No Access to Justice Breaking the Cycle of Homelessness and Jail

Homelessness Brief Square

Overview

On any given night in the United States, more than 550,000 people experience homelessness. The U.S. legal system criminalizes survival behaviors associated with homelessness and fails to acknowledge that people who are homeless face impossible odds within the legal process. Black people, who already face a disproportionate risk of homelessness, are exposed to even greater disproportionate levels of policing after becoming homeless.

This report outlines the ways in which people experiencing homelessness are vulnerable within the system and how this leads to negative outcomes at each justice system decision point. It also highlights the urgent need for alternate approaches to break the cycle. In a year when the United States is weathering an unprecedented public health crisis, it is more important than ever that jurisdictions implement policies that prioritize safety, health, and justice for all.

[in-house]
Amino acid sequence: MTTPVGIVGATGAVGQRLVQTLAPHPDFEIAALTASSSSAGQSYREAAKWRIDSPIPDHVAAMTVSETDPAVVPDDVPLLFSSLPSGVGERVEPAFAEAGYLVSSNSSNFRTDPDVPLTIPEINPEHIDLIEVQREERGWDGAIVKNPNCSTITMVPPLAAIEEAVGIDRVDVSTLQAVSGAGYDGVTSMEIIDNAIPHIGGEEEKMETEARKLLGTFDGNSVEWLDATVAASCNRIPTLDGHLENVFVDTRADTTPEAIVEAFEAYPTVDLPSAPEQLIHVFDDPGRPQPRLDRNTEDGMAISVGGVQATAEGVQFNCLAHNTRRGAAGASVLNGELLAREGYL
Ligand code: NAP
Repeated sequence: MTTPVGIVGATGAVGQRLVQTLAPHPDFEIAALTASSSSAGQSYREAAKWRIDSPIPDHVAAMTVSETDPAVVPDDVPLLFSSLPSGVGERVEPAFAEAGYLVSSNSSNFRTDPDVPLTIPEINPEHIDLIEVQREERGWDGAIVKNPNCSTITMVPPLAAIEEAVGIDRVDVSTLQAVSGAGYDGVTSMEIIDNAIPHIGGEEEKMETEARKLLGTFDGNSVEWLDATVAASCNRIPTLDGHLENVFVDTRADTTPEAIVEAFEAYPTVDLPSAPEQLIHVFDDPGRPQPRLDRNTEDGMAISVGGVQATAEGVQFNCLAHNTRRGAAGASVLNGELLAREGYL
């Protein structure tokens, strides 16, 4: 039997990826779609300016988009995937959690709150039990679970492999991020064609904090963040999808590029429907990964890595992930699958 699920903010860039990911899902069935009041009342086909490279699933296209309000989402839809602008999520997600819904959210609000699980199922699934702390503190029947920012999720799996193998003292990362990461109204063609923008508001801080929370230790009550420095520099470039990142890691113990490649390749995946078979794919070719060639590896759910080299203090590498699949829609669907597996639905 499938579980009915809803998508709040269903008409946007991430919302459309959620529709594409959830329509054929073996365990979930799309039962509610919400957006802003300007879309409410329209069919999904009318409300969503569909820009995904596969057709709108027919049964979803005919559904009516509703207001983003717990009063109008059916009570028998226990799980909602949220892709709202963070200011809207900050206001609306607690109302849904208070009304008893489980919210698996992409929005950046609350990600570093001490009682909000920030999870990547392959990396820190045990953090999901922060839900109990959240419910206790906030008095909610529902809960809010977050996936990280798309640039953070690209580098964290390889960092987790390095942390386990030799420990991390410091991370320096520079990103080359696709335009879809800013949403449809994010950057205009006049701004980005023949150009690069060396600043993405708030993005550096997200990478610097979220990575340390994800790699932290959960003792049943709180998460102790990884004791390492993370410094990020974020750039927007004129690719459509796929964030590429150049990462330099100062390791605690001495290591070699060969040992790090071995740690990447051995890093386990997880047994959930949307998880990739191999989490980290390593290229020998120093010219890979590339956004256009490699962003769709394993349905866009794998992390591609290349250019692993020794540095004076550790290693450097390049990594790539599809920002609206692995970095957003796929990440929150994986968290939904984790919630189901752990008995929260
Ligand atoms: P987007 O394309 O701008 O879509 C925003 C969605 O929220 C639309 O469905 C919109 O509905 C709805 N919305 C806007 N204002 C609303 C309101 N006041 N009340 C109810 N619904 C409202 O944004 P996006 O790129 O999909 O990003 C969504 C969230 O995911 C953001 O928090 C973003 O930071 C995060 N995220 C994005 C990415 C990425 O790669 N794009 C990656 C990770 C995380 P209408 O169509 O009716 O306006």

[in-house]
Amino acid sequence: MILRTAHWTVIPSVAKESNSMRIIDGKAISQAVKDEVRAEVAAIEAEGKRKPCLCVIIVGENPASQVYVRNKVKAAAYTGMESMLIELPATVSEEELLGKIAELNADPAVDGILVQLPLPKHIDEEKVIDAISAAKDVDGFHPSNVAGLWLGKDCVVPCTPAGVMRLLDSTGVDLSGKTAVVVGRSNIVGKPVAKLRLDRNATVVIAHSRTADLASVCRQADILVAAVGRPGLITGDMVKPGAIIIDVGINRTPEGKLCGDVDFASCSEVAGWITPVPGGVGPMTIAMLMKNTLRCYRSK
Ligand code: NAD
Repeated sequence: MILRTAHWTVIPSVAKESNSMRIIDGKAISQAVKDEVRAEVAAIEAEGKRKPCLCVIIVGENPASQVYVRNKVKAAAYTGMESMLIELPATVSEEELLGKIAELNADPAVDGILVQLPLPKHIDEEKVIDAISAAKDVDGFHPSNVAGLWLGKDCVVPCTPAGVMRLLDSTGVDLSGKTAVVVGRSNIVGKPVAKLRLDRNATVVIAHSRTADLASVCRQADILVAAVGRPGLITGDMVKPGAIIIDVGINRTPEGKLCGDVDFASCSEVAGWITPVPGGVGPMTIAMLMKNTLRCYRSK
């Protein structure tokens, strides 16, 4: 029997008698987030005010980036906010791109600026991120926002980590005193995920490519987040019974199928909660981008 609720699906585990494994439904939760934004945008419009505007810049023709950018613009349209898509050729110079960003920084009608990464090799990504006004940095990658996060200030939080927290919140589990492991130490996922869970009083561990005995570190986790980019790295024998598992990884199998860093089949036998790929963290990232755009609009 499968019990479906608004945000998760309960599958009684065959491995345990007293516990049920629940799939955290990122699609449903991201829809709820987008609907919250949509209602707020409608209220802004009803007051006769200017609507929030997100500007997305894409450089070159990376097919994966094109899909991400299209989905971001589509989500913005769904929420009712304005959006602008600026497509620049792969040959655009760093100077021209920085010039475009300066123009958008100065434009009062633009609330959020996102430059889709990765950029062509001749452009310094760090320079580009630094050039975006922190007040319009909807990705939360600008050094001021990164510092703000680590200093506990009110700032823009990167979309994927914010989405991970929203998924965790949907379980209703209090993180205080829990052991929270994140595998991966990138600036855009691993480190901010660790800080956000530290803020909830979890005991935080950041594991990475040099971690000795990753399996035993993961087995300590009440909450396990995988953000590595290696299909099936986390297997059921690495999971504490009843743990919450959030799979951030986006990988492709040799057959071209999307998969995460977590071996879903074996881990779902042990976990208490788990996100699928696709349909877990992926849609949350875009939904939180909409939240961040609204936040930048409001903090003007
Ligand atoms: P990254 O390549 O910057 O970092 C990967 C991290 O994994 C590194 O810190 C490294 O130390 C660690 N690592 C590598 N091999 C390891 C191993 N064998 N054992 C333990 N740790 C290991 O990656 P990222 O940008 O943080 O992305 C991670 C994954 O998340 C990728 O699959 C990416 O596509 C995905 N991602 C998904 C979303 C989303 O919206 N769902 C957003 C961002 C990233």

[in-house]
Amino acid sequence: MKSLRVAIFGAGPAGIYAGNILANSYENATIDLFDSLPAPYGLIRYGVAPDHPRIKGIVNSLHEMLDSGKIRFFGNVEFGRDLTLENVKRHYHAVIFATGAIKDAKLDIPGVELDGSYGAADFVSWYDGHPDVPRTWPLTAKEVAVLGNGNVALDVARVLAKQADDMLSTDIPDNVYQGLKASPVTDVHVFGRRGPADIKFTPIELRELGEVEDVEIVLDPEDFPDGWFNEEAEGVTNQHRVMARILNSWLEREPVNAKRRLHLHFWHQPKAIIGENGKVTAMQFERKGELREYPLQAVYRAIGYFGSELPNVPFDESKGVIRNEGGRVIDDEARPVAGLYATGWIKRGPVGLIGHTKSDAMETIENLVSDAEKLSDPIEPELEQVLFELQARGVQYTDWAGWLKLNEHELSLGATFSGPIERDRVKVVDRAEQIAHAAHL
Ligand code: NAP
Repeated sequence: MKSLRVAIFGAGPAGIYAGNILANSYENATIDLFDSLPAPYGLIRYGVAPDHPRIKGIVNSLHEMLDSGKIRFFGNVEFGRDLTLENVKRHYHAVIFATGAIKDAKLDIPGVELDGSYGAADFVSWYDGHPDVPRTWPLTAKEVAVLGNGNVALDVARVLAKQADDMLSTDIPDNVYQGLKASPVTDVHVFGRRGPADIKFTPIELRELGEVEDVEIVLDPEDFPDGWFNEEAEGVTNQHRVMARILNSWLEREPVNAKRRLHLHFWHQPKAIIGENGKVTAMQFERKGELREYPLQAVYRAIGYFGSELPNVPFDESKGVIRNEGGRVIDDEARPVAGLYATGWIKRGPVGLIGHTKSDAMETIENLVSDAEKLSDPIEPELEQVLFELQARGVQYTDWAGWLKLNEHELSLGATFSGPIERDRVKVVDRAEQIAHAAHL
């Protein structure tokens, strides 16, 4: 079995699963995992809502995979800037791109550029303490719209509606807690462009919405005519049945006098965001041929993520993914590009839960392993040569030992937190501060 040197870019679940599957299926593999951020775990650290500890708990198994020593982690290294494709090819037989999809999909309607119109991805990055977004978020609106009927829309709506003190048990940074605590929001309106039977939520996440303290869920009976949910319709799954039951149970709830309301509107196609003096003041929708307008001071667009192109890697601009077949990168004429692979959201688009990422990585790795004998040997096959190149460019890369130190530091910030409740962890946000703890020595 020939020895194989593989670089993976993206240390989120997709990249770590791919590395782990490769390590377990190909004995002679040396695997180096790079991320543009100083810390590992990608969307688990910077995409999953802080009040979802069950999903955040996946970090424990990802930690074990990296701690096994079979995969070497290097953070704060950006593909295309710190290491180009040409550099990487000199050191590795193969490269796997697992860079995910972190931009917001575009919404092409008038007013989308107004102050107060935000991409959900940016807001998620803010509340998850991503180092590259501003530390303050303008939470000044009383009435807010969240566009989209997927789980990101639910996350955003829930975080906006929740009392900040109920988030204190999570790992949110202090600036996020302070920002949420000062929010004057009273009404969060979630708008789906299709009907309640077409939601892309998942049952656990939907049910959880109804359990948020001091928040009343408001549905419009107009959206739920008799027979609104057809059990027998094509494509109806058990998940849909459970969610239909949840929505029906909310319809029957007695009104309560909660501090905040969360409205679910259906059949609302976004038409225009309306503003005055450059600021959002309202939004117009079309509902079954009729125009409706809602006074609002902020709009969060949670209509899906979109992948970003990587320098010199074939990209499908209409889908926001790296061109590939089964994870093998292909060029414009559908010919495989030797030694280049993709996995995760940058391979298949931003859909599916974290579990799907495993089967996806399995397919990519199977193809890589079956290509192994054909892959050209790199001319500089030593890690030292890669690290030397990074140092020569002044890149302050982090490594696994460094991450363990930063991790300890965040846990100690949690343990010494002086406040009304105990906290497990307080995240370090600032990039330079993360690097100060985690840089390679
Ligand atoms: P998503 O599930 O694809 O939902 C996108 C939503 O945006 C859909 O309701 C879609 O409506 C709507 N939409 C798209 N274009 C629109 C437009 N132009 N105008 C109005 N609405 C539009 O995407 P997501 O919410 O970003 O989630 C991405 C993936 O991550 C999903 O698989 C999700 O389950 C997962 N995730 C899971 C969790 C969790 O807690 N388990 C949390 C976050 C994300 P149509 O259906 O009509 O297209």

Key Takeaway

The criminalization of homelessness leads to a never-ending and escalating cycle that shuffles people from the streets to the jail and back again.

Publication Highlights

  • Citations for low-level offenses associated with homelessness—such as sitting or camping outside—often result in arrest and jail time if a person fails to appear for an initial court date.

  • Formerly incarcerated people are nearly 10 times more likely to experience homelessness than the general public.

  • Fees for probation or parole—such as required alcohol treatment and electronic monitoring fees—can add up to amounts that are impossible for people who are experiencing homelessness to pay.

Key Facts

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